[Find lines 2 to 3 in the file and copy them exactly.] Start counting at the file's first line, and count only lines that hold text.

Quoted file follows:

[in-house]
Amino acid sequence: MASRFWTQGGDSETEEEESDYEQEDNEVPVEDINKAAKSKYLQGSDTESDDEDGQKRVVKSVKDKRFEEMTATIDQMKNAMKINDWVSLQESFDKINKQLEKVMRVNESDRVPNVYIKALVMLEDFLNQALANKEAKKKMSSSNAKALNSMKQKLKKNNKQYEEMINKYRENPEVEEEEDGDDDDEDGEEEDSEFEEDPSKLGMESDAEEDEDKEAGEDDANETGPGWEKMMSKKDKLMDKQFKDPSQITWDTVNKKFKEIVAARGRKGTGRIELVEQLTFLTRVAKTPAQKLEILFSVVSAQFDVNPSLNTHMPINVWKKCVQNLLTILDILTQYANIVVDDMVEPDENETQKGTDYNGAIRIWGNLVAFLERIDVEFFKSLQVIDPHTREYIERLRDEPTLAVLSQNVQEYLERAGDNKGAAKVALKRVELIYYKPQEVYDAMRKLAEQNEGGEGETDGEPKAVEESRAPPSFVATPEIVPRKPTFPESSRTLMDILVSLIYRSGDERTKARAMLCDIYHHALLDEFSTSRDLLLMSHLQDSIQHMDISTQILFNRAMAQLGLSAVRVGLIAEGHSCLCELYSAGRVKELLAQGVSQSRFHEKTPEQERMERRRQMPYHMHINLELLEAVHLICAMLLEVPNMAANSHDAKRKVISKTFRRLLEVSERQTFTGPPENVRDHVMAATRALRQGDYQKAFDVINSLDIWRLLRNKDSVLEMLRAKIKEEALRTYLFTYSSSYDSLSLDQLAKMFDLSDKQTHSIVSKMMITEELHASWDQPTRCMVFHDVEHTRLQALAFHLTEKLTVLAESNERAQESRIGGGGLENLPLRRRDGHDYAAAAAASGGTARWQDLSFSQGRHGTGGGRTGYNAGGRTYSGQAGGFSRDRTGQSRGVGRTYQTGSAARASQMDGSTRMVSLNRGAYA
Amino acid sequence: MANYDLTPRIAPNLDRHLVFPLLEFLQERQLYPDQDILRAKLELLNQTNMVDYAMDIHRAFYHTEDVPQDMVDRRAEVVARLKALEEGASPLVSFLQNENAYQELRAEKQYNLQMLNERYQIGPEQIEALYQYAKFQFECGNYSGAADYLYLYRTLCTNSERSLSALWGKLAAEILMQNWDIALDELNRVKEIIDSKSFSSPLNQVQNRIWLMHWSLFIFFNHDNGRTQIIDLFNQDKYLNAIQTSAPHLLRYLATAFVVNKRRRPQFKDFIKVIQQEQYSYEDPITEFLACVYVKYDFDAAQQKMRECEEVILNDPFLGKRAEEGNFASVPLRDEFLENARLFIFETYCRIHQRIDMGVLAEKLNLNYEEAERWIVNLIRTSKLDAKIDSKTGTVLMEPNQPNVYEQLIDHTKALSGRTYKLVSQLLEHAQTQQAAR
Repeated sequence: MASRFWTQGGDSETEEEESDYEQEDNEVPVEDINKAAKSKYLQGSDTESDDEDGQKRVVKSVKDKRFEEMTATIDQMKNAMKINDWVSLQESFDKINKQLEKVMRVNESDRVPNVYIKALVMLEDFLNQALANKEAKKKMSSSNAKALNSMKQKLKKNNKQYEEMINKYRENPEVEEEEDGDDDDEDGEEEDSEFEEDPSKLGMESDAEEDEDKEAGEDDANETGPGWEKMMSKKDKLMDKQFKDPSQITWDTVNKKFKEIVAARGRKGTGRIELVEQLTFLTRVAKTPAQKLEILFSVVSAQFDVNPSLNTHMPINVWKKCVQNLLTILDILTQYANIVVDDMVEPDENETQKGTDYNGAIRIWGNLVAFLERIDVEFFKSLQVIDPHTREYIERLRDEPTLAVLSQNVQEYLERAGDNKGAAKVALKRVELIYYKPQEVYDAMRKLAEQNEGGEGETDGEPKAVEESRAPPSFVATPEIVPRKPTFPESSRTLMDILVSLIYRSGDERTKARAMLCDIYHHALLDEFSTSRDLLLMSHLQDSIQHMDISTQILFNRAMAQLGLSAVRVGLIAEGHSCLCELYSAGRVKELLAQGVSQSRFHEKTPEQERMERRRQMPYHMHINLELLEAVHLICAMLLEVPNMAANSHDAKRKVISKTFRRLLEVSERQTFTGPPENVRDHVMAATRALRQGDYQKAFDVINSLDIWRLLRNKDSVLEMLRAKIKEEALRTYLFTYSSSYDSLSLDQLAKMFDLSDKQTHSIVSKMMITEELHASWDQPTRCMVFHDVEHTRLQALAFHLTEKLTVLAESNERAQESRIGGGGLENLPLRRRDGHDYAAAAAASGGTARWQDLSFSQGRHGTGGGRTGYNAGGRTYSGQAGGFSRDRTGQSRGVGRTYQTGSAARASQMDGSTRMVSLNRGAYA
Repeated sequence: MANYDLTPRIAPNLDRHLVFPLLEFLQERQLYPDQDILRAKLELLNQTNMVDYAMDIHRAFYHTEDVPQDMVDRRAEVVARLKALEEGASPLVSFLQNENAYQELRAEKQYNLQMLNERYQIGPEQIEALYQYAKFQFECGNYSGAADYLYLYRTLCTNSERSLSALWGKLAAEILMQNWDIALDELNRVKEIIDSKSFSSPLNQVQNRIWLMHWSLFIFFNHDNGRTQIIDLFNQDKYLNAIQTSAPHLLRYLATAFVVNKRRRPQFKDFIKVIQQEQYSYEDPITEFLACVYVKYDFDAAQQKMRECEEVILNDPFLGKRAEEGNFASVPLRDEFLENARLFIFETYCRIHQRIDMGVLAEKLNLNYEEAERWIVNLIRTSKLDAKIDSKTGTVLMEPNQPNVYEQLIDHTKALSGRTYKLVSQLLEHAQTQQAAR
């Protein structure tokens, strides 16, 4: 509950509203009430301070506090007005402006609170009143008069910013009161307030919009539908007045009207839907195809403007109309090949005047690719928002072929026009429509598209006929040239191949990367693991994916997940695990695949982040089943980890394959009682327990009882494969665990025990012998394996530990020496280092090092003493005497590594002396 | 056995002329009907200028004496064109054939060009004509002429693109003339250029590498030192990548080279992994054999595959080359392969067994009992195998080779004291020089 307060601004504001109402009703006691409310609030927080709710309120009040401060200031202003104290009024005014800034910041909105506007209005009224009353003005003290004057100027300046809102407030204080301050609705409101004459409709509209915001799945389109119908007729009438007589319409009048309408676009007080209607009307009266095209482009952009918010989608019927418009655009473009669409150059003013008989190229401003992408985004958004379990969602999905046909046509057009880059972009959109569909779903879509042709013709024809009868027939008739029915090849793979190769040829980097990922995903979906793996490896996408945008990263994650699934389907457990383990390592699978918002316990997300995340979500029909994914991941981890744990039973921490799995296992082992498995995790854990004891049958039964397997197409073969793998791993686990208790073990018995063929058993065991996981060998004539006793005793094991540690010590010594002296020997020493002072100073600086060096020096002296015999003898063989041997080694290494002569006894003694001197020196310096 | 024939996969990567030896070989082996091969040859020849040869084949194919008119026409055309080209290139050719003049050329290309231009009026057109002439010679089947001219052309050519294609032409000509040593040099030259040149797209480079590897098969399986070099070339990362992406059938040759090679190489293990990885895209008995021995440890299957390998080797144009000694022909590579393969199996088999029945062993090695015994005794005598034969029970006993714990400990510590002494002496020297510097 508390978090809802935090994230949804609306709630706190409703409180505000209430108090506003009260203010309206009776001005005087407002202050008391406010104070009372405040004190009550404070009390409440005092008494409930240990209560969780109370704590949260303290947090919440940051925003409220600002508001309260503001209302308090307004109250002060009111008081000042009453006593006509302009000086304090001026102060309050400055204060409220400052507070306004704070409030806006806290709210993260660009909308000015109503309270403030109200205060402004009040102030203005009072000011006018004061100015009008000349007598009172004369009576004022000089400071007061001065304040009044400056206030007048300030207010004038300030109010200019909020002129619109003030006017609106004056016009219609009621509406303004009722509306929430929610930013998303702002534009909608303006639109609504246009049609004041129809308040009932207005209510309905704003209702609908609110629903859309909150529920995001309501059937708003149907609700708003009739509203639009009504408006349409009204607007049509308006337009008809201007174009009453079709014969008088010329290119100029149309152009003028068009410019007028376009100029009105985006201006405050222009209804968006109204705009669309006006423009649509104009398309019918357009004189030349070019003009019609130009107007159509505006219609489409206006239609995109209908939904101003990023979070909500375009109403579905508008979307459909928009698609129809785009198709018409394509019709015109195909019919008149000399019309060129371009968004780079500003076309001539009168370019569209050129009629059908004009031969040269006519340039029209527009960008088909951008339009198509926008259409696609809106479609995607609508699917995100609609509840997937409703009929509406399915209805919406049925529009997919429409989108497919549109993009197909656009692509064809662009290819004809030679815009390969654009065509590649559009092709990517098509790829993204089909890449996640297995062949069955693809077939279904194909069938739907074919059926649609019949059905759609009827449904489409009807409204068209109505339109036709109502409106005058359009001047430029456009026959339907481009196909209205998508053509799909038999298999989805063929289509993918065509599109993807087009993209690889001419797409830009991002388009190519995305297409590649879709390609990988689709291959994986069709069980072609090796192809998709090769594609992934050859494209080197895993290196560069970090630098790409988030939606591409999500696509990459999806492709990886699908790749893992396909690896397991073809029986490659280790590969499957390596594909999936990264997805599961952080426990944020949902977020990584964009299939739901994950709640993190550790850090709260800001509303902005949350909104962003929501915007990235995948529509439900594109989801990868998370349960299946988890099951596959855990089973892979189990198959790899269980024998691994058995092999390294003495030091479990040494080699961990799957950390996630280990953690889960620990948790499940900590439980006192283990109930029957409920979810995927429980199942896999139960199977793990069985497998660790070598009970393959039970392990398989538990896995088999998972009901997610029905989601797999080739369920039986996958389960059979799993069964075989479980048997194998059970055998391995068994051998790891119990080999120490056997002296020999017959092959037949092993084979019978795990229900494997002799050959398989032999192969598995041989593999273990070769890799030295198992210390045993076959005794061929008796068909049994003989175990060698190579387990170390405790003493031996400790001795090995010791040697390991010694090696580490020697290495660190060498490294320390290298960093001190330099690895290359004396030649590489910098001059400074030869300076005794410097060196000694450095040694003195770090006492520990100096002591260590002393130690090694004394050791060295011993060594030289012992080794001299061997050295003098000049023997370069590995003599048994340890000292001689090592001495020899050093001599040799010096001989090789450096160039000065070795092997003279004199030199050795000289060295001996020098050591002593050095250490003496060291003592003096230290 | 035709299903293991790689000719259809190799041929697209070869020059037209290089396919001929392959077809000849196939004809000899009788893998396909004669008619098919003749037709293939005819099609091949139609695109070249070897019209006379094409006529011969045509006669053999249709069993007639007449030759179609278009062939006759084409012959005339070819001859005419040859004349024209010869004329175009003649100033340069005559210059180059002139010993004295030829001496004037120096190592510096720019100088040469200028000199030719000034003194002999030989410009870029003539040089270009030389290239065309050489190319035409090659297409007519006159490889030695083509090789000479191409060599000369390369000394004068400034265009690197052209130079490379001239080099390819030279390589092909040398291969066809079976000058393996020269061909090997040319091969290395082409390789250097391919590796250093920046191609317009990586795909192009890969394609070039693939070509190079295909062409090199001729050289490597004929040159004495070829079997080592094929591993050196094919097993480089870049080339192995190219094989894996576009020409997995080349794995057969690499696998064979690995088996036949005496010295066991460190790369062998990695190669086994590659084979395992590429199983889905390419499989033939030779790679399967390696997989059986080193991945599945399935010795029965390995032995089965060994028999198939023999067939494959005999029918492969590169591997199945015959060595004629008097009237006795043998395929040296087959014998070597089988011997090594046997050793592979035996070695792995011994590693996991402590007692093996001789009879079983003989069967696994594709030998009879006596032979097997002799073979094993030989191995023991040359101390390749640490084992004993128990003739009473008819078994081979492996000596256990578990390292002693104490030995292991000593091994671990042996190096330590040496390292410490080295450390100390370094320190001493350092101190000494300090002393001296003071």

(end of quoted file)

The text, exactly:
Amino acid sequence: MASRFWTQGGDSETEEEESDYEQEDNEVPVEDINKAAKSKYLQGSDTESDDEDGQKRVVKSVKDKRFEEMTATIDQMKNAMKINDWVSLQESFDKINKQLEKVMRVNESDRVPNVYIKALVMLEDFLNQALANKEAKKKMSSSNAKALNSMKQKLKKNNKQYEEMINKYRENPEVEEEEDGDDDDEDGEEEDSEFEEDPSKLGMESDAEEDEDKEAGEDDANETGPGWEKMMSKKDKLMDKQFKDPSQITWDTVNKKFKEIVAARGRKGTGRIELVEQLTFLTRVAKTPAQKLEILFSVVSAQFDVNPSLNTHMPINVWKKCVQNLLTILDILTQYANIVVDDMVEPDENETQKGTDYNGAIRIWGNLVAFLERIDVEFFKSLQVIDPHTREYIERLRDEPTLAVLSQNVQEYLERAGDNKGAAKVALKRVELIYYKPQEVYDAMRKLAEQNEGGEGETDGEPKAVEESRAPPSFVATPEIVPRKPTFPESSRTLMDILVSLIYRSGDERTKARAMLCDIYHHALLDEFSTSRDLLLMSHLQDSIQHMDISTQILFNRAMAQLGLSAVRVGLIAEGHSCLCELYSAGRVKELLAQGVSQSRFHEKTPEQERMERRRQMPYHMHINLELLEAVHLICAMLLEVPNMAANSHDAKRKVISKTFRRLLEVSERQTFTGPPENVRDHVMAATRALRQGDYQKAFDVINSLDIWRLLRNKDSVLEMLRAKIKEEALRTYLFTYSSSYDSLSLDQLAKMFDLSDKQTHSIVSKMMITEELHASWDQPTRCMVFHDVEHTRLQALAFHLTEKLTVLAESNERAQESRIGGGGLENLPLRRRDGHDYAAAAAASGGTARWQDLSFSQGRHGTGGGRTGYNAGGRTYSGQAGGFSRDRTGQSRGVGRTYQTGSAARASQMDGSTRMVSLNRGAYA
Amino acid sequence: MANYDLTPRIAPNLDRHLVFPLLEFLQERQLYPDQDILRAKLELLNQTNMVDYAMDIHRAFYHTEDVPQDMVDRRAEVVARLKALEEGASPLVSFLQNENAYQELRAEKQYNLQMLNERYQIGPEQIEALYQYAKFQFECGNYSGAADYLYLYRTLCTNSERSLSALWGKLAAEILMQNWDIALDELNRVKEIIDSKSFSSPLNQVQNRIWLMHWSLFIFFNHDNGRTQIIDLFNQDKYLNAIQTSAPHLLRYLATAFVVNKRRRPQFKDFIKVIQQEQYSYEDPITEFLACVYVKYDFDAAQQKMRECEEVILNDPFLGKRAEEGNFASVPLRDEFLENARLFIFETYCRIHQRIDMGVLAEKLNLNYEEAERWIVNLIRTSKLDAKIDSKTGTVLMEPNQPNVYEQLIDHTKALSGRTYKLVSQLLEHAQTQQAAR